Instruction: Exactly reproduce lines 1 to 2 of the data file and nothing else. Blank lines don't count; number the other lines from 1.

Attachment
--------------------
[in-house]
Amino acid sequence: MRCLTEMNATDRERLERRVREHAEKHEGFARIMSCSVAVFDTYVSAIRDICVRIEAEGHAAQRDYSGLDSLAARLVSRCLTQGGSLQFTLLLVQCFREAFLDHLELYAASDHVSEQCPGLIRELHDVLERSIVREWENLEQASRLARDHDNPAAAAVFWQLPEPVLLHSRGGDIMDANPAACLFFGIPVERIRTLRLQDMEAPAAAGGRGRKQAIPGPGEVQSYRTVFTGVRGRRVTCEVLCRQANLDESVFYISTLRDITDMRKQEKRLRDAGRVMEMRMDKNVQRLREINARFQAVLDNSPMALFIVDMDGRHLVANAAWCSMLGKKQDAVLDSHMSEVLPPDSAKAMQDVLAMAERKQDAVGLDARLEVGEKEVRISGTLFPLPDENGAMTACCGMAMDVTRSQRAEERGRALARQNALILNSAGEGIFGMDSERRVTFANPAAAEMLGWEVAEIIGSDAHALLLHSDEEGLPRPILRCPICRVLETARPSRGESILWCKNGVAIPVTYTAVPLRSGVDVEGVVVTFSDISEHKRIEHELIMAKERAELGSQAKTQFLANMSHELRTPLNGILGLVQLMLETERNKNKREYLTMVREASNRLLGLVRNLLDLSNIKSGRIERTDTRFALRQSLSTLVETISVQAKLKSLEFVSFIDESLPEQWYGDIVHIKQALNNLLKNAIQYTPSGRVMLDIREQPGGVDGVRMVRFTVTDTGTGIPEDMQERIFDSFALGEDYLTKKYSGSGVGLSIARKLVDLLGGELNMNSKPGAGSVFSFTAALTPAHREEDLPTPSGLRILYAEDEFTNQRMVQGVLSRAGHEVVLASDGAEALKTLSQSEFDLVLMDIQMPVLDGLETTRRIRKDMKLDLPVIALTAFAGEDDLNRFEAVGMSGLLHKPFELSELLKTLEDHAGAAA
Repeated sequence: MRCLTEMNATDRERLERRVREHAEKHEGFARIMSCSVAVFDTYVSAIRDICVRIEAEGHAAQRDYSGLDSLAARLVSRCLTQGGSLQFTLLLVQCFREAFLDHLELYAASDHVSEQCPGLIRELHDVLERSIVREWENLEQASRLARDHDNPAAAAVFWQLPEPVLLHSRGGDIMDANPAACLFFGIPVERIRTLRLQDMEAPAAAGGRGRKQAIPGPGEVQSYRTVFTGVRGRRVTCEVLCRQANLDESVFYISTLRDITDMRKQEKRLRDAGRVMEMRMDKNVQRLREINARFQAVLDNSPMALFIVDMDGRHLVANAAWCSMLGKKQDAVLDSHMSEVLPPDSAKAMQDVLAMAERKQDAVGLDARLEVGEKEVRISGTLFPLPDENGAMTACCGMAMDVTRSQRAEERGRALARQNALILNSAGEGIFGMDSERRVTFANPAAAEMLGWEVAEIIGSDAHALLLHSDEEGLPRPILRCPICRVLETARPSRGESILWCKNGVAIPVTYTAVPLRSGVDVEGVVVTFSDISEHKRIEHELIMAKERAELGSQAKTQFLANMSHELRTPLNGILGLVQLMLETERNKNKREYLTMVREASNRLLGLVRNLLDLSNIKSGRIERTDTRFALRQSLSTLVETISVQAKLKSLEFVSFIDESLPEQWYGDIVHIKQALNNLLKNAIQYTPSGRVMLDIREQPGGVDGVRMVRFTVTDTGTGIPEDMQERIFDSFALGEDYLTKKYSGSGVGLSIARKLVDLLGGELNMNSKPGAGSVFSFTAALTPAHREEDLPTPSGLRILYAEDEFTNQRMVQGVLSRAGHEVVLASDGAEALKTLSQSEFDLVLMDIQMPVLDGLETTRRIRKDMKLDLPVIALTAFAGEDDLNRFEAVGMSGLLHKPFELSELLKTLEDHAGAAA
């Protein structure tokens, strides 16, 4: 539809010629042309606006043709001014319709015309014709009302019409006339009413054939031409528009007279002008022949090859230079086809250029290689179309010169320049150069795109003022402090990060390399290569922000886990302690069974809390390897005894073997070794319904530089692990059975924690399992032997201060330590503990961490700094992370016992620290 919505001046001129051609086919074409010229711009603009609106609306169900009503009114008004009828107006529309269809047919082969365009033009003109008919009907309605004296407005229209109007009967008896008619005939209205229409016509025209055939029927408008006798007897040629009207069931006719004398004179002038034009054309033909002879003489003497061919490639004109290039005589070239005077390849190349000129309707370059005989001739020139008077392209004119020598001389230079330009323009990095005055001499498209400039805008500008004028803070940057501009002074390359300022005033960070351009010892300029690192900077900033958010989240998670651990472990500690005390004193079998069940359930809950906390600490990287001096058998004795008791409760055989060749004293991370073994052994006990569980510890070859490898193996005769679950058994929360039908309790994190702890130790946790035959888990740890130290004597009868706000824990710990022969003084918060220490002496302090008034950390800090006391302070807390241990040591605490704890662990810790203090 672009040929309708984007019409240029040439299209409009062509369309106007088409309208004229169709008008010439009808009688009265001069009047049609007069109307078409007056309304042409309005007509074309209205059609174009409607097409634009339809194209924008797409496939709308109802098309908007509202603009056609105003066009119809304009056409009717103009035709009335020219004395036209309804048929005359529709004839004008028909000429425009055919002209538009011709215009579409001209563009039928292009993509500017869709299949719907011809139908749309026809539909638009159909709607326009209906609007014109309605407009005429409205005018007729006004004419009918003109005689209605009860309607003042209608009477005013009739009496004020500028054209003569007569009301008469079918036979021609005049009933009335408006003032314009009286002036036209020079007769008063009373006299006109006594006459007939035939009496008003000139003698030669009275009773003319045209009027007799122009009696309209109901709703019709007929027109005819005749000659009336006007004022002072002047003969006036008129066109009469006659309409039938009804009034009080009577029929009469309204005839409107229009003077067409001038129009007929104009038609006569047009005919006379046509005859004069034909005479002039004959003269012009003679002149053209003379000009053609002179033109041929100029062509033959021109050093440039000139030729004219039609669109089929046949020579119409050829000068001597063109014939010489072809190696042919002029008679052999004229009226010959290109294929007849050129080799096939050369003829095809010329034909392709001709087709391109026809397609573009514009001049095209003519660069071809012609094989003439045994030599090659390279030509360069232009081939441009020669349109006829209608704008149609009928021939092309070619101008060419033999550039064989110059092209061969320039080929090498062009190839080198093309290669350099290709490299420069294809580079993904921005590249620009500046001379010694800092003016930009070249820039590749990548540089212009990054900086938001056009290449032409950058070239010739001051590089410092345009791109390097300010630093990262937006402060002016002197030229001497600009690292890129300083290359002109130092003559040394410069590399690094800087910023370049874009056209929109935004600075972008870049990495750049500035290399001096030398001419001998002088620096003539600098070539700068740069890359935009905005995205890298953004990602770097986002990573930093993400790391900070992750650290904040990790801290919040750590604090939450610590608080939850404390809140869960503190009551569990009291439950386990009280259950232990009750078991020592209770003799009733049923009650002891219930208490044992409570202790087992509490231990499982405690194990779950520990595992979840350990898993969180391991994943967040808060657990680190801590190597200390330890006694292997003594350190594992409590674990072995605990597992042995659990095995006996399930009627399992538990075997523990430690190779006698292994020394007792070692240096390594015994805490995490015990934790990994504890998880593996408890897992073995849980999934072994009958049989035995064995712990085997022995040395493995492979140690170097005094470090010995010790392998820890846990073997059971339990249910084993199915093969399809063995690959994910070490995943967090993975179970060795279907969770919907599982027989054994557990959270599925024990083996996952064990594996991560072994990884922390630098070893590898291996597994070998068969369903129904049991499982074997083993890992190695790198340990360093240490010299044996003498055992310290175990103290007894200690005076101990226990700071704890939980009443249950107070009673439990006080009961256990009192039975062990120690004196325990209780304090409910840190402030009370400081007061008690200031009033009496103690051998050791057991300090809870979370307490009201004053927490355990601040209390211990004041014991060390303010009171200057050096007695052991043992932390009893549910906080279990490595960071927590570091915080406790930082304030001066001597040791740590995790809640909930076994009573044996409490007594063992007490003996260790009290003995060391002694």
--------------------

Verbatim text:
[in-house]
Amino acid sequence: MRCLTEMNATDRERLERRVREHAEKHEGFARIMSCSVAVFDTYVSAIRDICVRIEAEGHAAQRDYSGLDSLAARLVSRCLTQGGSLQFTLLLVQCFREAFLDHLELYAASDHVSEQCPGLIRELHDVLERSIVREWENLEQASRLARDHDNPAAAAVFWQLPEPVLLHSRGGDIMDANPAACLFFGIPVERIRTLRLQDMEAPAAAGGRGRKQAIPGPGEVQSYRTVFTGVRGRRVTCEVLCRQANLDESVFYISTLRDITDMRKQEKRLRDAGRVMEMRMDKNVQRLREINARFQAVLDNSPMALFIVDMDGRHLVANAAWCSMLGKKQDAVLDSHMSEVLPPDSAKAMQDVLAMAERKQDAVGLDARLEVGEKEVRISGTLFPLPDENGAMTACCGMAMDVTRSQRAEERGRALARQNALILNSAGEGIFGMDSERRVTFANPAAAEMLGWEVAEIIGSDAHALLLHSDEEGLPRPILRCPICRVLETARPSRGESILWCKNGVAIPVTYTAVPLRSGVDVEGVVVTFSDISEHKRIEHELIMAKERAELGSQAKTQFLANMSHELRTPLNGILGLVQLMLETERNKNKREYLTMVREASNRLLGLVRNLLDLSNIKSGRIERTDTRFALRQSLSTLVETISVQAKLKSLEFVSFIDESLPEQWYGDIVHIKQALNNLLKNAIQYTPSGRVMLDIREQPGGVDGVRMVRFTVTDTGTGIPEDMQERIFDSFALGEDYLTKKYSGSGVGLSIARKLVDLLGGELNMNSKPGAGSVFSFTAALTPAHREEDLPTPSGLRILYAEDEFTNQRMVQGVLSRAGHEVVLASDGAEALKTLSQSEFDLVLMDIQMPVLDGLETTRRIRKDMKLDLPVIALTAFAGEDDLNRFEAVGMSGLLHKPFELSELLKTLEDHAGAAA